Meanwhile, I prayed for a miracle to keep me out of school, but God wasn't listening. As I drove to class on the first day of my senior year, it dawned on me that I was an anonymous participant in what used to be my life. I was terrified to face my peers. The responsibility I had felt prior to my fellow students to be beautiful and to be their homecoming queen was now replaced with utter fear and self-loathing. I felt ugly, and disgusting.
Walking through the hallways that early September morning was the first time in my life I wished no one would notice me. Some of my classmates stared too long, while others averted their eyes. I could hear the whispers of concern coming from every direction, and my head was spinning. They say kids can be cruel, really cruel. Well, due to my previously held titles junior and sophomore years, my peers were kind or felt pity and nominated me for homecoming queen. I was completely stunned.
But this was Texas, and let's get real: I knew in my heart I was not going to be crowned queen. I went to the Homecoming game anyway, decked out in one of Lewisville's finest dresses and wearing two gargantuan corsages made of Mums pinned to my chest, complete with streamers that hung down to the ground. The queen was to be crowned at halftime.
When the time came, I made my way down the bleachers to take my place with the other nominees. As I descended, I stepped on one of the streamers, ripped a corsage out of my dress, and tumbled down the steps. I knew that I could either fake a serious injury or get up off the ground, brush myself off, and make my way onto the field. I mustered every shred of dignity I had and got up. Limping, I made my way to the fifty yard line, escorted by my father, only to witness the crown placed on my friend's head. She was the perfect homecoming queen: beautiful, nice, and gracious. It was the most humiliating moment of my life. All that practice to walk like Christie came crashing down. The one thing I depended on, my looks, had turned on me and sent me plummeting down the stadium steps in front of the entire town. And at a young, impressionable age, it seemed like the world was coming to an end.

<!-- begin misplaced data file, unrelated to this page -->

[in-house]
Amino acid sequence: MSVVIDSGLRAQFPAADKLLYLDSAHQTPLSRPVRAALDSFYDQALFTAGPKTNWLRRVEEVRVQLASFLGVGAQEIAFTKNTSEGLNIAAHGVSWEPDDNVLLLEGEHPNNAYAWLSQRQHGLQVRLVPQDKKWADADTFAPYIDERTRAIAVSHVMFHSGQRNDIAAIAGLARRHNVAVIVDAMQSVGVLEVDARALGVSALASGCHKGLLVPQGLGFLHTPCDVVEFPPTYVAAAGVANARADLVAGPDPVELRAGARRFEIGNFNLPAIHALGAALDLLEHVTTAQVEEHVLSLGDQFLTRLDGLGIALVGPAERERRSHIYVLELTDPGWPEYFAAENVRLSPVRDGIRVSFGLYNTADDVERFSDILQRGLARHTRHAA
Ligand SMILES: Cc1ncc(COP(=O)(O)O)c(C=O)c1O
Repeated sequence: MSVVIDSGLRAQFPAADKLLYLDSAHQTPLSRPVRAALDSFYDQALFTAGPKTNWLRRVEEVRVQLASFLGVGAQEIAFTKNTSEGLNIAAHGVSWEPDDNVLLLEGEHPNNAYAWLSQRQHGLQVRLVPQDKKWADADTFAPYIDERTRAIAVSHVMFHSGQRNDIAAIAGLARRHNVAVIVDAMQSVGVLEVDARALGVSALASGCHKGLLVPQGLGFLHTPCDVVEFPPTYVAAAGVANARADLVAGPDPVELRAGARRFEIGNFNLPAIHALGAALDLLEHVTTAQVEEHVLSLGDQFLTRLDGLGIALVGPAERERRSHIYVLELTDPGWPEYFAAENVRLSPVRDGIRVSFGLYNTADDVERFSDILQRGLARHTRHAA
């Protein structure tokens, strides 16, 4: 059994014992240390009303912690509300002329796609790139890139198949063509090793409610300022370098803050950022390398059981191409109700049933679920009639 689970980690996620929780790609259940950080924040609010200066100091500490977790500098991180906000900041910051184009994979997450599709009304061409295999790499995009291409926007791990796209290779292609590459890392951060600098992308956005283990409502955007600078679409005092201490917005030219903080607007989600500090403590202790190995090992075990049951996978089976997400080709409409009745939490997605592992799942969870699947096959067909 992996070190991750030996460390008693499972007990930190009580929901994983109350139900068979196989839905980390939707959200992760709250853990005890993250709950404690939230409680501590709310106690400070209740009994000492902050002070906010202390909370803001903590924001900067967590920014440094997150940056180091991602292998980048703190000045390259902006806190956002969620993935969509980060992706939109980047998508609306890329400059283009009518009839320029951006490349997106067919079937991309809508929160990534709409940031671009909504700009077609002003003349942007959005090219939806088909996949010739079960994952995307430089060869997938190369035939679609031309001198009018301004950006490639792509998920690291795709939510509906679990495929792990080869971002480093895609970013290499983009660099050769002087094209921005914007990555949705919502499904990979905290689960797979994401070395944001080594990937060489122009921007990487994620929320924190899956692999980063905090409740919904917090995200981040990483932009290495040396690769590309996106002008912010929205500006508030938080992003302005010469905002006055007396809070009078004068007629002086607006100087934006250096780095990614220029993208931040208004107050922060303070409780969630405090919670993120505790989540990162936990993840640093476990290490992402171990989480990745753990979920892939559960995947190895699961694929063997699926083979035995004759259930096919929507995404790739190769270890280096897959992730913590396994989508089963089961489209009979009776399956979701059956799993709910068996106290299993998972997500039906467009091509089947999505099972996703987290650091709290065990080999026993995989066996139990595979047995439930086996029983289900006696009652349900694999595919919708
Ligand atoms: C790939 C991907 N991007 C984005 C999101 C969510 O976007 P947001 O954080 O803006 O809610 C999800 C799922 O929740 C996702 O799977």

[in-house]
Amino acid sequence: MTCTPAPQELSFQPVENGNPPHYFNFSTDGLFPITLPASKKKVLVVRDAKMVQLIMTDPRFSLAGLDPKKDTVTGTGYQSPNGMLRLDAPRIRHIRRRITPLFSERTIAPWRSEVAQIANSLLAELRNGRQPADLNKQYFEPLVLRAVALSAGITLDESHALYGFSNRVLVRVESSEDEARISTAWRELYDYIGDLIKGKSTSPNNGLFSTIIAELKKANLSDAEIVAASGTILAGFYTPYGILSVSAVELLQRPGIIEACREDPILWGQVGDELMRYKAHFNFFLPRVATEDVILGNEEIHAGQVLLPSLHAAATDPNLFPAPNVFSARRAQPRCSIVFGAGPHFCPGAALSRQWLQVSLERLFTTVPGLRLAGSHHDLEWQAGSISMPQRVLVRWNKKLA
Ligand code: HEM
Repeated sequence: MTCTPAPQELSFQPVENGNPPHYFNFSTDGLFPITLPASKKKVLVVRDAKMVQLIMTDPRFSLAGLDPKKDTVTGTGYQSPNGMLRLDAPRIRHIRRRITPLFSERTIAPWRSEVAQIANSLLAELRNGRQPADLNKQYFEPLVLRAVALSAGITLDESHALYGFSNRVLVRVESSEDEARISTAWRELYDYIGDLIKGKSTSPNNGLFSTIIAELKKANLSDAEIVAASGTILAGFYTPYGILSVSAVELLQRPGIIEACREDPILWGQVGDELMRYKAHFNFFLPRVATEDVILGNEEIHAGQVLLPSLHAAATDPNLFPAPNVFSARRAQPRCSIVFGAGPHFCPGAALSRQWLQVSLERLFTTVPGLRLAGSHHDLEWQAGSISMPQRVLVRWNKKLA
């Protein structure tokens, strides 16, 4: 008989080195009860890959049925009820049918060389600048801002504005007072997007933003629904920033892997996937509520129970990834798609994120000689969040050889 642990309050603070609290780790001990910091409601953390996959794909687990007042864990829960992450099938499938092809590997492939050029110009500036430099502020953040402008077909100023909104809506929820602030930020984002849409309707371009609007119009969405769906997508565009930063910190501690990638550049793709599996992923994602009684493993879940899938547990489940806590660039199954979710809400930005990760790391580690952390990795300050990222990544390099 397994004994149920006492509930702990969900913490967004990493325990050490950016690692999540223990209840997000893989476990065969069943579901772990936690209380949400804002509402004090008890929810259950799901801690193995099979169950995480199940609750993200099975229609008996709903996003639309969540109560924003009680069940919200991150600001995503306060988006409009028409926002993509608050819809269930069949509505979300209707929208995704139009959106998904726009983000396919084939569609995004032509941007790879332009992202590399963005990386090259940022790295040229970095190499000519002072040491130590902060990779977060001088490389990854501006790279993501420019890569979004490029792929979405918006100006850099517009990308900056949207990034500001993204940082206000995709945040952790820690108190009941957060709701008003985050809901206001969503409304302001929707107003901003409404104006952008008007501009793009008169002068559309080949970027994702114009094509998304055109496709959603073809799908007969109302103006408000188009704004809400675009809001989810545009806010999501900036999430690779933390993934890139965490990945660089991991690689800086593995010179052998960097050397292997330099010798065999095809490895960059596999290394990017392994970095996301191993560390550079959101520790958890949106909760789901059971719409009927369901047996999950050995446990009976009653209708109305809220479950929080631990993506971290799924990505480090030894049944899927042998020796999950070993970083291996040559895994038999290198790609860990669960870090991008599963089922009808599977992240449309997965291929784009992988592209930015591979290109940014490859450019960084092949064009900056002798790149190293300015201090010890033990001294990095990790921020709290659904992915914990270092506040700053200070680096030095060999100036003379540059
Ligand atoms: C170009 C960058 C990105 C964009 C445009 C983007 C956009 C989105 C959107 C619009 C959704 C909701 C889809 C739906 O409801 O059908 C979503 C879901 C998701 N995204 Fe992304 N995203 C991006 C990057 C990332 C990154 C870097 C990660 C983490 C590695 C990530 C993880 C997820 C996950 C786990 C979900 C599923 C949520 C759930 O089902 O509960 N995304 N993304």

Seventeen years later, I was living in Los Angeles. My body had gone through changes due to my Grave's disease, but I regained a sense of self. Granted, I was no runway model, nor did I want to be, but I was healthy, active, and very much in charge of my life. I had traveled the world as a documentary filmmaker covering grizzly bears in the Canadian Rockies, active volcanoes in British West Indies, rock stars in Europe, and the March for Women's Lives in Washington, D.C. Lewisville felt far away and abstract, as if my darker high-school days there had been a dream from which I had awoken. I was a new brand of queen: a goddess with lip gloss, a woman grounded through meditation, a filmmaker who wanted to make an impact on the world. One night I went out to dinner with a friend, who brought along a woman and her husband I had never met. The moment I saw this woman, Ayrin, I knew she was from my past. I asked her where she was from and she said sheepishly, "I like to think of myself as being from the East Coast, but for awhile I lived in a small town outside of Dallas called Lewisville."